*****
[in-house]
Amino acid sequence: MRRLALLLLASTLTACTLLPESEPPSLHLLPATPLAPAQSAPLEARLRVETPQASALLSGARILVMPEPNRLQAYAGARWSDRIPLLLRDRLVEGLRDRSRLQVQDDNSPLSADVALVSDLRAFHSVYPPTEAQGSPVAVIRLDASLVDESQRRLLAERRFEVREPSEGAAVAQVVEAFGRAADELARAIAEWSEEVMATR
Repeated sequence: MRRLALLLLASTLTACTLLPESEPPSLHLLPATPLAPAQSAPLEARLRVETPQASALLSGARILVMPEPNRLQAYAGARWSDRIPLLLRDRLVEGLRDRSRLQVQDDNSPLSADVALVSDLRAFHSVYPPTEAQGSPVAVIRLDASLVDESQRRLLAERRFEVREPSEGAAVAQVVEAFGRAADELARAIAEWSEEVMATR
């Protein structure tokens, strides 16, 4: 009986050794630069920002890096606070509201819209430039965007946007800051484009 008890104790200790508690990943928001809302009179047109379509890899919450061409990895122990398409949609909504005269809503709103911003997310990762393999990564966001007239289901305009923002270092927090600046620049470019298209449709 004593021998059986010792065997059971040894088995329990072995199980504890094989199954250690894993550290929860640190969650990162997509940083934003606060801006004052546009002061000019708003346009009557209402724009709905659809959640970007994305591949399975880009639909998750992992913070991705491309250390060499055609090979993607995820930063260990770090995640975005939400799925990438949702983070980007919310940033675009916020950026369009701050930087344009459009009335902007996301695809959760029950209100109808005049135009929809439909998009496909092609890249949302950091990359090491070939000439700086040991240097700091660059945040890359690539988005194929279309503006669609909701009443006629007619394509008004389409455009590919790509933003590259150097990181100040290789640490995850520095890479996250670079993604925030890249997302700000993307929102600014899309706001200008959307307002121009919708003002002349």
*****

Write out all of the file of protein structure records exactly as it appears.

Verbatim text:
[in-house]
Amino acid sequence: MRRLALLLLASTLTACTLLPESEPPSLHLLPATPLAPAQSAPLEARLRVETPQASALLSGARILVMPEPNRLQAYAGARWSDRIPLLLRDRLVEGLRDRSRLQVQDDNSPLSADVALVSDLRAFHSVYPPTEAQGSPVAVIRLDASLVDESQRRLLAERRFEVREPSEGAAVAQVVEAFGRAADELARAIAEWSEEVMATR
Repeated sequence: MRRLALLLLASTLTACTLLPESEPPSLHLLPATPLAPAQSAPLEARLRVETPQASALLSGARILVMPEPNRLQAYAGARWSDRIPLLLRDRLVEGLRDRSRLQVQDDNSPLSADVALVSDLRAFHSVYPPTEAQGSPVAVIRLDASLVDESQRRLLAERRFEVREPSEGAAVAQVVEAFGRAADELARAIAEWSEEVMATR
């Protein structure tokens, strides 16, 4: 009986050794630069920002890096606070509201819209430039965007946007800051484009 008890104790200790508690990943928001809302009179047109379509890899919450061409990895122990398409949609909504005269809503709103911003997310990762393999990564966001007239289901305009923002270092927090600046620049470019298209449709 004593021998059986010792065997059971040894088995329990072995199980504890094989199954250690894993550290929860640190969650990162997509940083934003606060801006004052546009002061000019708003346009009557209402724009709905659809959640970007994305591949399975880009639909998750992992913070991705491309250390060499055609090979993607995820930063260990770090995640975005939400799925990438949702983070980007919310940033675009916020950026369009701050930087344009459009009335902007996301695809959760029950209100109808005049135009929809439909998009496909092609890249949302950091990359090491070939000439700086040991240097700091660059945040890359690539988005194929279309503006669609909701009443006629007619394509008004389409455009590919790509933003590259150097990181100040290789640490995850520095890479996250670079993604925030890249997302700000993307929102600014899309706001200008959307307002121009919708003002002349």